Meaning of Wait + Difference Between Wait For, Wait In and Wait On


1. Stay where you are, do nothing:

– She put the food in the microwave and waited.

– The postman rang the bell, and then he waited.

Wait in this room, the boss will come in five minutes.

wait for, wait on, wait in

2. Delay doing something until somebody/something comes or something happens:

Wait until the light turns green. 

– We have to wait with this work; it’s raining too hard.


  • Wait (for) a certain period of time:

– They’ve been waiting (for) two hours. 


  • Wait for somebody/something:

– We’ll be waiting for you at the station. 

– How long have you been waiting for the manager?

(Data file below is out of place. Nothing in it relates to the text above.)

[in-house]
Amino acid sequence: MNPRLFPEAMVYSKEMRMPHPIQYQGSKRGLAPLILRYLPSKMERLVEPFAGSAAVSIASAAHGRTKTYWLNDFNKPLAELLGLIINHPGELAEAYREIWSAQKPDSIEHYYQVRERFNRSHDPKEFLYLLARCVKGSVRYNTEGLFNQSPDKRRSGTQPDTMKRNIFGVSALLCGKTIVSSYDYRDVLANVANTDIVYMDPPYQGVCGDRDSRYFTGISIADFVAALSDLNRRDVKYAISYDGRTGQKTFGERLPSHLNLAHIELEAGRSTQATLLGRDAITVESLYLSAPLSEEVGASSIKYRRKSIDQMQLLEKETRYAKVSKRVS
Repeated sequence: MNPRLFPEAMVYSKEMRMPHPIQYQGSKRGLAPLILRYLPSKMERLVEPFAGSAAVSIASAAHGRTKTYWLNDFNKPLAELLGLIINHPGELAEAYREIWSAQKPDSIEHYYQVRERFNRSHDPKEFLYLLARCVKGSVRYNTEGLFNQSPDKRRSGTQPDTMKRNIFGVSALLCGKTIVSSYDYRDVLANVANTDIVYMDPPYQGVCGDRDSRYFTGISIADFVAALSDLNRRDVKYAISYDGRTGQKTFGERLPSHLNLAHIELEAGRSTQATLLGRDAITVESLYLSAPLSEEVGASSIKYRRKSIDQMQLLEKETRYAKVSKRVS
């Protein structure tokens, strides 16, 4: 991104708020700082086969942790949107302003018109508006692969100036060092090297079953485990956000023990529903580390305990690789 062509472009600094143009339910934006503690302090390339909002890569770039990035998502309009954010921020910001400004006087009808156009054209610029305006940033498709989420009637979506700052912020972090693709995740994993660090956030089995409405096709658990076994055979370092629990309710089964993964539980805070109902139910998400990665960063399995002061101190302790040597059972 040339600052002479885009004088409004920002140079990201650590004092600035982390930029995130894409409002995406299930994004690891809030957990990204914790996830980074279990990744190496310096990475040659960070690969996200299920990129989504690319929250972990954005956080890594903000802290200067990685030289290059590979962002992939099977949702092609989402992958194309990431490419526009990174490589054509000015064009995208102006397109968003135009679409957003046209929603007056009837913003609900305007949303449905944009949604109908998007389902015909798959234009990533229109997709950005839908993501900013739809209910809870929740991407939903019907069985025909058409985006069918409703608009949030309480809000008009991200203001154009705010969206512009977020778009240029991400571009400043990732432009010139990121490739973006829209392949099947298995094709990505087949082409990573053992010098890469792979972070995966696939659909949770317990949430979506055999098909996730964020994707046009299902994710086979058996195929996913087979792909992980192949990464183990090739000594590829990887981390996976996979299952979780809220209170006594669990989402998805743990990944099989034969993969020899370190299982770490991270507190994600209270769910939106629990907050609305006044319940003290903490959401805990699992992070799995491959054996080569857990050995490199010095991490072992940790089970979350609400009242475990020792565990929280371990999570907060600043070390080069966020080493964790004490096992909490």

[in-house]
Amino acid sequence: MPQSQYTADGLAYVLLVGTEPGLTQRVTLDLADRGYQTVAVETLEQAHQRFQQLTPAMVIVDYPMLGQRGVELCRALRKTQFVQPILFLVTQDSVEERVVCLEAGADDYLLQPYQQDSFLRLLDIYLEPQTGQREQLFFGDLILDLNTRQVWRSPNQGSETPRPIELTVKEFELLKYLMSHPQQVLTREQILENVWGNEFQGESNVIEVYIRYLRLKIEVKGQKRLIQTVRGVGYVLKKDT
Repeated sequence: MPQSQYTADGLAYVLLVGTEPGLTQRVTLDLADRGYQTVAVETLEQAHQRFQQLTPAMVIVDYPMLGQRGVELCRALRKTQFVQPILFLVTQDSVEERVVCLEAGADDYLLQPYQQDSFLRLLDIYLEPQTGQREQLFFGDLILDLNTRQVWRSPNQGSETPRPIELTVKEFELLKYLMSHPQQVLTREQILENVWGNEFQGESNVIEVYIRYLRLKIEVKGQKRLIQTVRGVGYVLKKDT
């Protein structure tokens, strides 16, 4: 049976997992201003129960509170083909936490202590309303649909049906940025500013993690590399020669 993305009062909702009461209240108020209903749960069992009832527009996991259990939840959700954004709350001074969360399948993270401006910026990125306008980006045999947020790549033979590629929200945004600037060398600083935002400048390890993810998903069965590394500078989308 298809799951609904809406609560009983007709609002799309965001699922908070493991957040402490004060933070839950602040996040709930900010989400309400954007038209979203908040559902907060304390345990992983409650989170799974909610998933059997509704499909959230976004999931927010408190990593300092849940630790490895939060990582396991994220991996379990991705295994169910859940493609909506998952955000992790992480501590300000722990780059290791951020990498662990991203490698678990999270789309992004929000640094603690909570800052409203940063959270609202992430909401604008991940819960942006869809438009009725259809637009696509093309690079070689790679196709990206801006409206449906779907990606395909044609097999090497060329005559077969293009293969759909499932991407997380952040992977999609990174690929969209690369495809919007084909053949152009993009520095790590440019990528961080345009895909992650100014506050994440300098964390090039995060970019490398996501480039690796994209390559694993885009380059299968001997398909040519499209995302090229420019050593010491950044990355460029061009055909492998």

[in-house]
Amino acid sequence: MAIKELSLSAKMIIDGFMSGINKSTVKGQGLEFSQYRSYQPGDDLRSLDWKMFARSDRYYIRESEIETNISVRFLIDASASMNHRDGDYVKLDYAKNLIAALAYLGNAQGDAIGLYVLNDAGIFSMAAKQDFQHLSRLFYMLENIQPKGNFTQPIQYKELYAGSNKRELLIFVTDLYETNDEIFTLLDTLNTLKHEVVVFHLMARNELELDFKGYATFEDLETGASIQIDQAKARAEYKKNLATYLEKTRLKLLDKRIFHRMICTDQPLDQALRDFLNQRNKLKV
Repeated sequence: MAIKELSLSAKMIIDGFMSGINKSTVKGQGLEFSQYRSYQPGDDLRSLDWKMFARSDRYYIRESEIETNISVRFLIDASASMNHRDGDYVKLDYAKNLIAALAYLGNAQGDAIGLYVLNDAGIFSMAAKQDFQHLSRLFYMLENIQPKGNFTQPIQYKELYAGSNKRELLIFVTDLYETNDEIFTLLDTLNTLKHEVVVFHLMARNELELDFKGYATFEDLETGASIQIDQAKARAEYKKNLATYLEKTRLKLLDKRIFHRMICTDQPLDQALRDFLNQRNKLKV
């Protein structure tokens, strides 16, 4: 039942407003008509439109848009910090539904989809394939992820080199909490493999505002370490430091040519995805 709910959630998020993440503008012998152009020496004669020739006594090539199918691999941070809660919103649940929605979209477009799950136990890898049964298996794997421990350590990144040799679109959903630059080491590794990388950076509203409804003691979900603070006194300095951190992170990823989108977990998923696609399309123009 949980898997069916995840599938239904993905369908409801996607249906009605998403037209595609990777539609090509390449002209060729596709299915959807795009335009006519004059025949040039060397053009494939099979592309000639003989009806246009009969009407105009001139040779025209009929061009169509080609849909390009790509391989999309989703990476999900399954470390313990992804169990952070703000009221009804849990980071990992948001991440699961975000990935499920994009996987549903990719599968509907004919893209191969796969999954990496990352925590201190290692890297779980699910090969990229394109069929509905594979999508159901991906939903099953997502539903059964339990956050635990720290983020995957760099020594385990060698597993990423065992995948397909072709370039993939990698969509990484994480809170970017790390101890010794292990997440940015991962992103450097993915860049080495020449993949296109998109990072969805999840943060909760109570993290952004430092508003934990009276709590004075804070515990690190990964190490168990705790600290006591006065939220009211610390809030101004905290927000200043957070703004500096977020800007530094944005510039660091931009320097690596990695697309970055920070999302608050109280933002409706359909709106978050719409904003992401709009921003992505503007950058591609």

• Wait (for somebody/something) to do something:

– We’re waiting for the rain to stop before we go out.

– Hurry up! We‘re waiting to go.


  • Wait in – stay at home (in the office, etc.), because you are expecting somebody to come, telephone, etc.:

– We waited in all the afternoon but the guests didn’t arrive.

– Shall I wait in after work if the decorators can’t finish in time?


  • Wait on something/somebody (informal, especially American English) – wait for something to happen before you do or decide something:

– I’m waiting on the result of a blood test.

Wait on the final exams before you start looking for a job.


  • Wait on somebody – serve somebody, act as a servant to somebody, especially by serving food to them:

– She waited on customers all day at the department store. 

– Help yourself, I’m too tired to wait on you.

– My husband just sits there in front of the TV and expects me to wait on him.

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photo credit: Roberto Trm via photopin cc

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